Why inflation hasn't hit health care the same way
Economy-wide inflation has outpaced health care inflation by a wide margin since last April, but Americans should expect health care prices to rise more soon.
The big picture: Companies can raise the prices of food, furniture and other commodities immediately. That's not how it works in health care, where prices are set by government programs or negotiated with private insurers in advance and are reflected in economic data later.
The state of play: Consumer prices are increasing faster than at any other point in the past 40 years.
- Health care inflation, meanwhile, has hovered between 2–3% since the pandemic started.
- More, cheap generic drugs have kept medical inflation in check, whereas hospital and doctor services have driven a majority of the higher prices.
- Health care inflation trended higher than general inflation in 2020 due to things like federal subsidies and higher Medicare payments for COVID hospitalizations.
- That's especially true for labor, as workers are burned out and calling in sick. Hospitals and other providers consequently have had to pay higher base wages and higher rates for travel nurses and other temporary staff.
What to watch: Medicare will release initial payment rates for 2023 in the spring and summer, and more importantly, some hospitals are signaling they will add higher costs and wages during their next round of negotiations with insurers.
- "To be candid, that would not surprise me at all," Jennifer Mitzner, CFO of Baylor Scott & White Health in Texas, said at this year's JPMorgan Healthcare Conference when asked about inflation in rate negotiations. "I would imagine that's a conversation that's happening nationally."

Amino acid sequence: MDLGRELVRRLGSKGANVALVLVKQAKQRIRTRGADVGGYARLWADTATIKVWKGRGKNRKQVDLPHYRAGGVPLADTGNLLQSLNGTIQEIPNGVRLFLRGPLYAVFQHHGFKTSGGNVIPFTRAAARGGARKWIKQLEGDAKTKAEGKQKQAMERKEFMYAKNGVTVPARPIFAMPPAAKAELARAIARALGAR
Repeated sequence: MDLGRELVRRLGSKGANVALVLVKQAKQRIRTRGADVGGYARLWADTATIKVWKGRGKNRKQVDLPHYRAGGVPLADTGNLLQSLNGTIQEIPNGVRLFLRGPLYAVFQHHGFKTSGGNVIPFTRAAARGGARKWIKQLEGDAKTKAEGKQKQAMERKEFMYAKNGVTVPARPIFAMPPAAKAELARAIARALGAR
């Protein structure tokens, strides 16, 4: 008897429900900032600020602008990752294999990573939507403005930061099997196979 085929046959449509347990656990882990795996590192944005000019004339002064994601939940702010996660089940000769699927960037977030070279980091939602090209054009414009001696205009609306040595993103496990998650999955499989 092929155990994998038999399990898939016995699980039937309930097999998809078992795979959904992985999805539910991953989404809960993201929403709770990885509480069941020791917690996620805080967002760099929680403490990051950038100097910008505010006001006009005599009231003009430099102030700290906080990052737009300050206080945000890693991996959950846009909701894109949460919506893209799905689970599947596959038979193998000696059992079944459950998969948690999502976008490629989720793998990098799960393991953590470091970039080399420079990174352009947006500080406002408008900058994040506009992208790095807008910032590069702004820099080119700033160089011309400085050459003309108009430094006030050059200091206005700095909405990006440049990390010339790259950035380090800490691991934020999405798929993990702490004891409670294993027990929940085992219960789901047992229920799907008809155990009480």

- These provider price hikes, along with the expectation that people will continue to get more care that was deferred during the pandemic, will likely lead to insurers raising premiums for 2023.
Yes, but: Don't expect future health care inflation rates to approach today's current rates, independent health care analyst Paul Hughes-Cromwick said.
- The labor shortages are real, but hospitals and other providers also are under pressure to keep their already high costs under control.
Worth reminding: "There's a difference between price growth and price levels," said Corey Rhyan, a health economics analyst at nonprofit think tank Altarum.
- Relatively lower inflation now or in the future does not mean health care prices "are necessarily low or reasonable," he said.
Editor's note: This story originally published on Feb. 2.